One thing I really want to do more of these days is read, and since I got my netbook and an account at Fictionwise.com. I’ve read four books so far since Christmas, and while that may not seem like a lot, that’s way up from last year’s reading, as least as far as fiction goes. I regularly read computer graphics magazines and skim through tech manuals, but that’s not enough to satisfy my soul. I’m a fiction writer, so I need to be a fiction reader, too. Besides, I love reading too much and have been jonesing for some good stories to devour.
Right now, I’m enjoying Elizabeth Peter’s ‘The Mummy Case.’ This is the third book in the Amelia Peabody books, one of my favorite mystery series. The stories are all set in Egypt at the turn of the century. Amelia Peabody and her archeologist husband, Radcliffe Emerson, delve into the mysteries of ancient Egypt while dealing with contemporary crimes. This particular case involves the murder of an illegal antiquities dealer, Protestant missionaries raising havoc with the Muslim populace, and a Roman style cemetary in Coptic Egypt. And of course, the titular mummy case, which appears and vanishes repeatedly throughout the tale.
One of the best things about the Amelia Peabody series is the relationship between Peabody and her husband Emerson. They almost never address each other by first name, but prefer the affectionate use of last names instead. Peabody is a strong-willed, educated woman in a time period where woman were expected to be anything but strong-willed and educated. She enjoys adventure, loves Egypt as much as her archeologist husband, and defies all the conventions of her time. Her husband is an excellent match for her – handsome but hot headed, equally intelligent and educated, a believer in equality for all people, and a non-believer in all religious aspects. They’re an unusual pair, to be sure, but there’s a strong, invigorating romance going on between them that’s both passionate and believable.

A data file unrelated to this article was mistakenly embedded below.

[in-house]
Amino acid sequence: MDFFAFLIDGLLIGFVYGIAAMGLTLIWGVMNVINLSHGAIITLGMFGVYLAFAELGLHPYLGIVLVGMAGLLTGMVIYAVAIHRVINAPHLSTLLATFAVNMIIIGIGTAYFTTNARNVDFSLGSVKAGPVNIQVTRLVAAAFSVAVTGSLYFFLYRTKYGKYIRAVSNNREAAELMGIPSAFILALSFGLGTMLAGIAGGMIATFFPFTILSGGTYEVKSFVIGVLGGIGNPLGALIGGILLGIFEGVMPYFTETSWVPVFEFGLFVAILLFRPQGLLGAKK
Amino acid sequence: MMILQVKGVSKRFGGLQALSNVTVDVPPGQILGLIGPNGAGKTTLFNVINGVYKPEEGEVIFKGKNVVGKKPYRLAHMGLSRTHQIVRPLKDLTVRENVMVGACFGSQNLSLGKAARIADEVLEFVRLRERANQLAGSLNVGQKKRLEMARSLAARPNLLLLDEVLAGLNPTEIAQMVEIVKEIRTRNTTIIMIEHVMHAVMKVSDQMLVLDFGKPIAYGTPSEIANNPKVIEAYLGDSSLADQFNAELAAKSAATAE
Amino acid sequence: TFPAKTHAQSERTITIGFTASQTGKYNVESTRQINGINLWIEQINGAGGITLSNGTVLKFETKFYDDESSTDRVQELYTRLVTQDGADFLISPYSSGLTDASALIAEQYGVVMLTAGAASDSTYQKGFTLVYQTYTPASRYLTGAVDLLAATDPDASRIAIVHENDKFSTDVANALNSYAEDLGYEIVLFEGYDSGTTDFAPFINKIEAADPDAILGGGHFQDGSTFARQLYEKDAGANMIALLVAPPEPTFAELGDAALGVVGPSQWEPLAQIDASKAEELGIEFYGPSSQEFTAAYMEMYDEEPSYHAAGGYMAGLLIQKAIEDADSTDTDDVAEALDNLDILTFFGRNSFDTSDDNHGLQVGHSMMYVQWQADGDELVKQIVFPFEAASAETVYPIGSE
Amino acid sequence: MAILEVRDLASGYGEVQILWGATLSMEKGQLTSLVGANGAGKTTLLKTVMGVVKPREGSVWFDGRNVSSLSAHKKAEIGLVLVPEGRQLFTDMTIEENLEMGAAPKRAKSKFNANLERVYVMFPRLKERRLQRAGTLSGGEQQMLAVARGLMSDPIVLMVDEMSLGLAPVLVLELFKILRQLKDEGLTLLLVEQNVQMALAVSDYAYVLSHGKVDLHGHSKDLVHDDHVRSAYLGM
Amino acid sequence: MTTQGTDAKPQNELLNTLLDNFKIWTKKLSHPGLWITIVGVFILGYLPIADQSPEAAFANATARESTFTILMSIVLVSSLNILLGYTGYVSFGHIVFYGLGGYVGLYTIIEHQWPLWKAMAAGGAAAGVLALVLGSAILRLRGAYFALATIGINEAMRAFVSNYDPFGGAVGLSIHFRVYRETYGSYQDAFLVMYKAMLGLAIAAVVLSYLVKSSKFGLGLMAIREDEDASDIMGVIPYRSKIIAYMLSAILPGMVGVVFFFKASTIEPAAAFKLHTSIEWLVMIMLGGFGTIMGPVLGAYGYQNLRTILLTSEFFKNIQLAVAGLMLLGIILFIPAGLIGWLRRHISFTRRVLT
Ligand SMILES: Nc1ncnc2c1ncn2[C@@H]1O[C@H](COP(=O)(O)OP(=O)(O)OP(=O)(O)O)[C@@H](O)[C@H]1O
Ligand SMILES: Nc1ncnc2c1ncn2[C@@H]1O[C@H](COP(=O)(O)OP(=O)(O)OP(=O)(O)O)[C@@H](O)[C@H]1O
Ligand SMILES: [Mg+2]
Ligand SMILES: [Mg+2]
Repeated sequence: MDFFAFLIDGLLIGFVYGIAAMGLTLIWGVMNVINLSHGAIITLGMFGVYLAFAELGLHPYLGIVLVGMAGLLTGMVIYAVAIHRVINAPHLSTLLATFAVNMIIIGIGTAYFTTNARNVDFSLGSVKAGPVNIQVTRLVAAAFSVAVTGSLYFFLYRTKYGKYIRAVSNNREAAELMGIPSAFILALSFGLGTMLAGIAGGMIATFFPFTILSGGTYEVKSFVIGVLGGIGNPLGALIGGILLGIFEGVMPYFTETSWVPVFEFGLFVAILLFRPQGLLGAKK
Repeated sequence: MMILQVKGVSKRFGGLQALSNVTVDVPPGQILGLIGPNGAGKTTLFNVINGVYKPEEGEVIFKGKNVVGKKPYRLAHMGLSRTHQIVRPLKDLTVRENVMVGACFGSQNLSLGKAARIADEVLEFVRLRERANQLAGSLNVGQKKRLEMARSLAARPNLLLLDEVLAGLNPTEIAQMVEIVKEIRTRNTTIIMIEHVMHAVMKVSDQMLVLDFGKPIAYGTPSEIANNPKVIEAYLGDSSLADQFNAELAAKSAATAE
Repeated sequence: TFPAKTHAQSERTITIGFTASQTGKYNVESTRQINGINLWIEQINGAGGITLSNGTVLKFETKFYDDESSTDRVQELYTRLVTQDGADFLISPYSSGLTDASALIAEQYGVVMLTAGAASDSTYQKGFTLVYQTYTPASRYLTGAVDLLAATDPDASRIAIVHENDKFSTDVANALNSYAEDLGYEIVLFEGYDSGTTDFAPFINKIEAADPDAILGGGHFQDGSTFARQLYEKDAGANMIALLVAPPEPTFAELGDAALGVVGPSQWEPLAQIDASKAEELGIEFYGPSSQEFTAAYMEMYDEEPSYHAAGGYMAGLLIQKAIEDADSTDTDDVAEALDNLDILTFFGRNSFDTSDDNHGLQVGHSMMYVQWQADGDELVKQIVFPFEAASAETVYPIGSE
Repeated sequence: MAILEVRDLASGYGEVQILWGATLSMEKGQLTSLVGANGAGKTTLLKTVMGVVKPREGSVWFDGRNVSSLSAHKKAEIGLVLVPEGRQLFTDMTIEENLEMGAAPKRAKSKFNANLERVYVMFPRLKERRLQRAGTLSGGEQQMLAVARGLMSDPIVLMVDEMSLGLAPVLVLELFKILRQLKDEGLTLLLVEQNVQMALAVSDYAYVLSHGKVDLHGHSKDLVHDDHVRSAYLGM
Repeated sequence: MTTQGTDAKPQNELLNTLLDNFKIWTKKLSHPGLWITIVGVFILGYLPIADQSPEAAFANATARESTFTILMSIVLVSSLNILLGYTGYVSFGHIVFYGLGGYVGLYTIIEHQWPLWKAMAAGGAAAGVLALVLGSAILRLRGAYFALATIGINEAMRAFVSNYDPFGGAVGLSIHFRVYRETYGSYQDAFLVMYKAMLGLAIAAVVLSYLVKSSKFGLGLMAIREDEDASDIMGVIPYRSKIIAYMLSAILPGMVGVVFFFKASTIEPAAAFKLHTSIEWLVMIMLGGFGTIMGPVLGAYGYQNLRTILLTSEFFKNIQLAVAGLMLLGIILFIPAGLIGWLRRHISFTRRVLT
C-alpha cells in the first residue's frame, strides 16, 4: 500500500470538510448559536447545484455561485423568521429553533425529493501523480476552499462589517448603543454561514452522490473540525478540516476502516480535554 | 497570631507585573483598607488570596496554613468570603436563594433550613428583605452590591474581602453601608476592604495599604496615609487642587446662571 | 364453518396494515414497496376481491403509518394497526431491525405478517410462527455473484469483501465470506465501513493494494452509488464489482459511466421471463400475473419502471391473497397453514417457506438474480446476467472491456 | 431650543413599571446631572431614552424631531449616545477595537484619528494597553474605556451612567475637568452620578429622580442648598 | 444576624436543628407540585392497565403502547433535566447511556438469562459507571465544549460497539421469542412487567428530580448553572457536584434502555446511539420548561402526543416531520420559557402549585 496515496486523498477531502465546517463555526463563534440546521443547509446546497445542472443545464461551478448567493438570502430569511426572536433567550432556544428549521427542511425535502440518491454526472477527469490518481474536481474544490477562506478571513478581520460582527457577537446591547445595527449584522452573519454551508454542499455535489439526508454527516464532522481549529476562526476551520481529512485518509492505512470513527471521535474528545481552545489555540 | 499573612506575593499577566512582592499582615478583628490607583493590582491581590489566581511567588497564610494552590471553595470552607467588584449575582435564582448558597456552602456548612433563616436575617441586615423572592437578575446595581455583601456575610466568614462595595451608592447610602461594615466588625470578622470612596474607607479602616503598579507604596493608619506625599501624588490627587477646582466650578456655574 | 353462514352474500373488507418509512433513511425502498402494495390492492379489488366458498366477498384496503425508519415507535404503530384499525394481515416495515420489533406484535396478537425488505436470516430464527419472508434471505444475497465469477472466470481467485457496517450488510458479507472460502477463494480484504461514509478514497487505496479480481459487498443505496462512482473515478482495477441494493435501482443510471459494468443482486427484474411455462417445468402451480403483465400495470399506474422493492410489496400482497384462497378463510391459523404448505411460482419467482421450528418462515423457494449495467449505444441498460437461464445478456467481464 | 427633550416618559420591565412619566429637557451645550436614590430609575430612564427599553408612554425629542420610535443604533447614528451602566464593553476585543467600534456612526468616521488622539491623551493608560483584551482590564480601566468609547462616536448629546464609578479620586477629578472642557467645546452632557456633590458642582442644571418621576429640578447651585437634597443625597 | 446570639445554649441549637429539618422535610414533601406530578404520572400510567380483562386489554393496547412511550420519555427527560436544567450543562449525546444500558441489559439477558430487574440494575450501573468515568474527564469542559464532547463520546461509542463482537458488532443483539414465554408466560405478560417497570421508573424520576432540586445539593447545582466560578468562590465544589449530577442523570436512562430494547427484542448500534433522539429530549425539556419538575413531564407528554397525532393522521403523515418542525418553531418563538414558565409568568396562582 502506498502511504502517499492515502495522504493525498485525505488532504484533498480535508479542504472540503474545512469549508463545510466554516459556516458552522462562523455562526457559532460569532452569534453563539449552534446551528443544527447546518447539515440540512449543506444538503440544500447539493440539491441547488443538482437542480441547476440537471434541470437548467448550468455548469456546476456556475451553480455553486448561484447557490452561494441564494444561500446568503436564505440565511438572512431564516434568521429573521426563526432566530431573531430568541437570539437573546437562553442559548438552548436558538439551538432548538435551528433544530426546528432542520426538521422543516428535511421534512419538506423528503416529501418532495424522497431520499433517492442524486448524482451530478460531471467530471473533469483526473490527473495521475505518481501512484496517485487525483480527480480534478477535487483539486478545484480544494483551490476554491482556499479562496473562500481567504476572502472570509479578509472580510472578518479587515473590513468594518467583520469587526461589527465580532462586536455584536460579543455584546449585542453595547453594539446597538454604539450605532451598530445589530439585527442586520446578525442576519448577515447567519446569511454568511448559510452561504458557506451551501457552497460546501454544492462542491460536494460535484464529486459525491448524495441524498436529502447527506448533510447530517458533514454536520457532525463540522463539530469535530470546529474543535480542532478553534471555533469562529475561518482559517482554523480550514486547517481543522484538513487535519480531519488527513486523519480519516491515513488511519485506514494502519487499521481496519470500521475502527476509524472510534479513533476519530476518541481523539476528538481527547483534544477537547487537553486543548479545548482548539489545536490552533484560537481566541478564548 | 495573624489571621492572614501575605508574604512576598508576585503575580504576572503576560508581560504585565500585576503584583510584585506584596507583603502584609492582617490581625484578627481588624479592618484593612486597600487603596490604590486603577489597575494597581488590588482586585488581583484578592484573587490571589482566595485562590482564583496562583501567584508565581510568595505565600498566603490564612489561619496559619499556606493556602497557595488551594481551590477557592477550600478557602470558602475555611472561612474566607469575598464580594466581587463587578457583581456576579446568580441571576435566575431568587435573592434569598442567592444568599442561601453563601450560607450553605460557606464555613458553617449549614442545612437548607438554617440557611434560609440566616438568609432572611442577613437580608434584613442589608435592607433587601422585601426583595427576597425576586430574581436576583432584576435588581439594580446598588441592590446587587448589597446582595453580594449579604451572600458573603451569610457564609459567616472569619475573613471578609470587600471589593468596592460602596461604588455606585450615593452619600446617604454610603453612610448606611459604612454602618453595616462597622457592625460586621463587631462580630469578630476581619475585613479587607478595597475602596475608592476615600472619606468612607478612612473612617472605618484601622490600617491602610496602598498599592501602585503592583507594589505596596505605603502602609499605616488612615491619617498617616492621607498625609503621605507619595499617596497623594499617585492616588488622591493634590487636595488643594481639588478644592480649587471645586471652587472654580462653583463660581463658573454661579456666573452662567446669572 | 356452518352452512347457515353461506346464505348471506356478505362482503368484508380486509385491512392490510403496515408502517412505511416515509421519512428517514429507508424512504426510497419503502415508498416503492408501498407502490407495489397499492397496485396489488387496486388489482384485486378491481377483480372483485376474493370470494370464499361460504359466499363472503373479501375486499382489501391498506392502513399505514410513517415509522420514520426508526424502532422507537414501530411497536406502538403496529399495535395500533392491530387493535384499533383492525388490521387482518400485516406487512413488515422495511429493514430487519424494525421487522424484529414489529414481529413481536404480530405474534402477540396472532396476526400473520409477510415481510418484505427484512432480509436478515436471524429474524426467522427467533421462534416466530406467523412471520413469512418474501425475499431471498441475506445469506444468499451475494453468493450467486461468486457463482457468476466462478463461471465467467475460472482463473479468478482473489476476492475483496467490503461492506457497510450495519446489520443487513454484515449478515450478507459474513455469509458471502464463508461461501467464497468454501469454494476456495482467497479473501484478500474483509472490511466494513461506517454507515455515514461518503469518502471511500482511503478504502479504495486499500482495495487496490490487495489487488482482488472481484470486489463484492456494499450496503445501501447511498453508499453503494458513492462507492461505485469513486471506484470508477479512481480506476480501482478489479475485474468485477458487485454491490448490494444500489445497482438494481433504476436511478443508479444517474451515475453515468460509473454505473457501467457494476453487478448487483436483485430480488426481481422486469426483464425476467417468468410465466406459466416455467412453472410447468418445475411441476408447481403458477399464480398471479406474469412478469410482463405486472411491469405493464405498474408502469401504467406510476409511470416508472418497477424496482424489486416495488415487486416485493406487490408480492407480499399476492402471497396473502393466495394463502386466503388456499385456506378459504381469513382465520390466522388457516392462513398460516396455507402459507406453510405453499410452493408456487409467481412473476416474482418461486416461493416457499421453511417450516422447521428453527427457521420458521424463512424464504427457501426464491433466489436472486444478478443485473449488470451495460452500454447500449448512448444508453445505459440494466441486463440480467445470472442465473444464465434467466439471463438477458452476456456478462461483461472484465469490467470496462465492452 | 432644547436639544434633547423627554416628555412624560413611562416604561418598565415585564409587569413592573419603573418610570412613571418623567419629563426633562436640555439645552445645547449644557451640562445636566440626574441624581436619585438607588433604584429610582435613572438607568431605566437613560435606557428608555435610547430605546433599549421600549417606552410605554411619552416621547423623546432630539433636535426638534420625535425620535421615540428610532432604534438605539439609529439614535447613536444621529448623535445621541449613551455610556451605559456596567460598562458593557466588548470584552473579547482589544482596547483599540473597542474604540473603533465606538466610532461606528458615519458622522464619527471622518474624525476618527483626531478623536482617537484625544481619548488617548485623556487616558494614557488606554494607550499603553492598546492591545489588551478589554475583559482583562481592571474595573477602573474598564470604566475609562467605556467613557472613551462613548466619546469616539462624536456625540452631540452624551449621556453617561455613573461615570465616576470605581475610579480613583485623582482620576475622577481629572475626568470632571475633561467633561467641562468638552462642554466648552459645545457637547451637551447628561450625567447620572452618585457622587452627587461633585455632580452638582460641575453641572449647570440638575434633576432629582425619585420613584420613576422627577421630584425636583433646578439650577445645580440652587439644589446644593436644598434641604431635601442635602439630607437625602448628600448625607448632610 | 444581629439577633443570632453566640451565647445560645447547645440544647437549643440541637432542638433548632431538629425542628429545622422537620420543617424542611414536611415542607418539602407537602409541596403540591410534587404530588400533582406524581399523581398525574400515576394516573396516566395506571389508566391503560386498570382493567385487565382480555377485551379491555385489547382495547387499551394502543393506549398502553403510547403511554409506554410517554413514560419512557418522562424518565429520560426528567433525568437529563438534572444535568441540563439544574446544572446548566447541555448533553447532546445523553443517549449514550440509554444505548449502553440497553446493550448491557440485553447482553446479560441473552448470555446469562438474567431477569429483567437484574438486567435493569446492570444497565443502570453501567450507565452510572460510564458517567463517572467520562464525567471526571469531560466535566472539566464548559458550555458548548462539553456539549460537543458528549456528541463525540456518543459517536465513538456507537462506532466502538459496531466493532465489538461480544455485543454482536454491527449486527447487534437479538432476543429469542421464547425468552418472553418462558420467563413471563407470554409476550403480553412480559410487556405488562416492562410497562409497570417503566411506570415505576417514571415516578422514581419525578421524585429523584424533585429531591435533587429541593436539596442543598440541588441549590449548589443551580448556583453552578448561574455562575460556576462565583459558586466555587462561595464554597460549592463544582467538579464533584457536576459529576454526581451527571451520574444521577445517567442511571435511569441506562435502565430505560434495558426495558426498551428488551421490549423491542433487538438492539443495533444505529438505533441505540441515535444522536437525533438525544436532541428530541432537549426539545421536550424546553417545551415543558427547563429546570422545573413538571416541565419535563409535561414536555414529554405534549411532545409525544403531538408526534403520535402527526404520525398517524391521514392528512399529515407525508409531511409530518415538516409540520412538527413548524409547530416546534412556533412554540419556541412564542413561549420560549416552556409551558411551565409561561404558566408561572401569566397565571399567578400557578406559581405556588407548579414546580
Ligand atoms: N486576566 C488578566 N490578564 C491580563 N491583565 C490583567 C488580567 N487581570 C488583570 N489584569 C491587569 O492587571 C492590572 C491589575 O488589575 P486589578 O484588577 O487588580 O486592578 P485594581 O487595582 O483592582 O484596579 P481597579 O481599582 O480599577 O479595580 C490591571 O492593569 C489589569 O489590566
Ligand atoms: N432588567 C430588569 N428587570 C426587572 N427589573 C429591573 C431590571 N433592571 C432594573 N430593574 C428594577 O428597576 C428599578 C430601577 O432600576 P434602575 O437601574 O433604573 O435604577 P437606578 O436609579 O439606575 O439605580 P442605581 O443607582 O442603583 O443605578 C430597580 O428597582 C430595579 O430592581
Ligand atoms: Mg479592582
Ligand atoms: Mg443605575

And that’s probably what I enjoy the best. I am no reader of romances, mainly because I can’t buy into the idea of two people falling in love at first sight and immediately running off to get married and live happily ever after. That’s not to say I don’t believe in love at first sight, but after 15 years with my husband, I know love takes a hell of a lot of work to make it last. Most romances don’t show me any of that work in progress; they fail to display the foundations for a lasting relationship in my opinion. Yes, heroine and hero may desire each other, yes they must triumph over many obstacles to be together, but all their gooey-eyed protestations of love in the end don’t make for a lasting relationship. Peabody and Emerson share a sense of practicallity that reminds me so much of my own marriage, it’s almost frightening. For starters, Peabody doesn’t get all bent out of shape when her husband argues with her (he almost never believes her ‘fantasies’ of looming danger or crimes about to be committed). Instead, she knows he’ll eventually come around when enough evidence of a crisis presents itself. In the mean time, she humors him and continues to investigage on her own. As for Emerson, he may blow his top from time to time, even at her, but he knows how to apologize, and he knows better than to try and keep his wife under his thumb to prevent her from doing the things he thinks she shouldn’t be doing.
I guess what I”m trying to say is that there is no angst in this relationship. They don’t worry that one may not love the other. It’s simply an accepted fact between them. I by far prefer that type of romantic relationship to one where the heroine has to play ‘he loves me, he loves me not’ and that ends up being all she does in the book. I also appreciate the fact that Peabody doesn’t play games with her husband. She’s up front with him, blunt even, about what she wants, where she’s going, etc. She doesn’t need to make him jealous, and in fact is careful to avoid situations where she feels he might become jealous, as she knows he’ll kill any one who dares to assume an unwarrented familiarity with his wife. It’s not that he fears Peabody will leave him for another man. He just thinks other men should know their place.
So I’m enjoying the Mummy Case, and the entire series. And I really love the fact that I can get all these books in e-format. It’s just so convenient to be able to buy and immediate download the books and keep them on my netbook so I have the entire library at my fingertips. Although I have discovered one inconvenience with this set up.
I can’t read the netbook in the tub. Dang.